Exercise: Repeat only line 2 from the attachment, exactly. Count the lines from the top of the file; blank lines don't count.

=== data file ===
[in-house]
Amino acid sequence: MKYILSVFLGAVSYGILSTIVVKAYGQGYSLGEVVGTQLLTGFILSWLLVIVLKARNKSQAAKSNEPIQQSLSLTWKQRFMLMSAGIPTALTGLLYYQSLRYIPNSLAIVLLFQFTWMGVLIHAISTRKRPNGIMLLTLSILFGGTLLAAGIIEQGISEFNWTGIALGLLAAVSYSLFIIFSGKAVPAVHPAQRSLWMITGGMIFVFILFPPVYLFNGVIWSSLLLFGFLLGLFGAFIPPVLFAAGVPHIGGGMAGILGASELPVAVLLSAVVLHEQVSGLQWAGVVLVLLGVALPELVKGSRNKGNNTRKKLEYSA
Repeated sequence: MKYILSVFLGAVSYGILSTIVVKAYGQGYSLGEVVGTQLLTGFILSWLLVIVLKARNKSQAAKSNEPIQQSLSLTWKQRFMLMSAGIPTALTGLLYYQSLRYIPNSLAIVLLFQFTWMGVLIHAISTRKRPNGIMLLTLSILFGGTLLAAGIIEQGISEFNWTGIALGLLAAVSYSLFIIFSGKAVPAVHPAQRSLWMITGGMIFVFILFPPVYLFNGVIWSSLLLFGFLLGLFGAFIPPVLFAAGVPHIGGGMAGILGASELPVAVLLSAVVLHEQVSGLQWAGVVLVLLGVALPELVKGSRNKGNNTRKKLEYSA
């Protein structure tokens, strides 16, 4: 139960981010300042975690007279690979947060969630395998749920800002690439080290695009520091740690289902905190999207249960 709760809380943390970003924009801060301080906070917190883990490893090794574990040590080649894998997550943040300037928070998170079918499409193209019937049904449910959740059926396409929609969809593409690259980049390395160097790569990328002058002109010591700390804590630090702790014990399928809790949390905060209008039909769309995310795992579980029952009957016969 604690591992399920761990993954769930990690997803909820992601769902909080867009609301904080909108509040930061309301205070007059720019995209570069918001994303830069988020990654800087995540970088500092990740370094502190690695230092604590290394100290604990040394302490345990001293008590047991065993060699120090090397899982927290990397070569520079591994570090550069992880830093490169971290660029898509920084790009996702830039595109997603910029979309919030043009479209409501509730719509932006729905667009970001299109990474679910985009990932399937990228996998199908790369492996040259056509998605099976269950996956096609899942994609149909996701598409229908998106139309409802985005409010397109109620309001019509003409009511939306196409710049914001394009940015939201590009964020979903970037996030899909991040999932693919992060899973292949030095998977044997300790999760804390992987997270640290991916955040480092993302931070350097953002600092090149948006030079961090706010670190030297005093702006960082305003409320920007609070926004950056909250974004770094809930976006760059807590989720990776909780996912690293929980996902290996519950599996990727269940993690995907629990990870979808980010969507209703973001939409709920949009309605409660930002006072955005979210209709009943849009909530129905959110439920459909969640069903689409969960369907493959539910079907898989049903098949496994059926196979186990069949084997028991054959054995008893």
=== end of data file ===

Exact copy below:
Amino acid sequence: MKYILSVFLGAVSYGILSTIVVKAYGQGYSLGEVVGTQLLTGFILSWLLVIVLKARNKSQAAKSNEPIQQSLSLTWKQRFMLMSAGIPTALTGLLYYQSLRYIPNSLAIVLLFQFTWMGVLIHAISTRKRPNGIMLLTLSILFGGTLLAAGIIEQGISEFNWTGIALGLLAAVSYSLFIIFSGKAVPAVHPAQRSLWMITGGMIFVFILFPPVYLFNGVIWSSLLLFGFLLGLFGAFIPPVLFAAGVPHIGGGMAGILGASELPVAVLLSAVVLHEQVSGLQWAGVVLVLLGVALPELVKGSRNKGNNTRKKLEYSA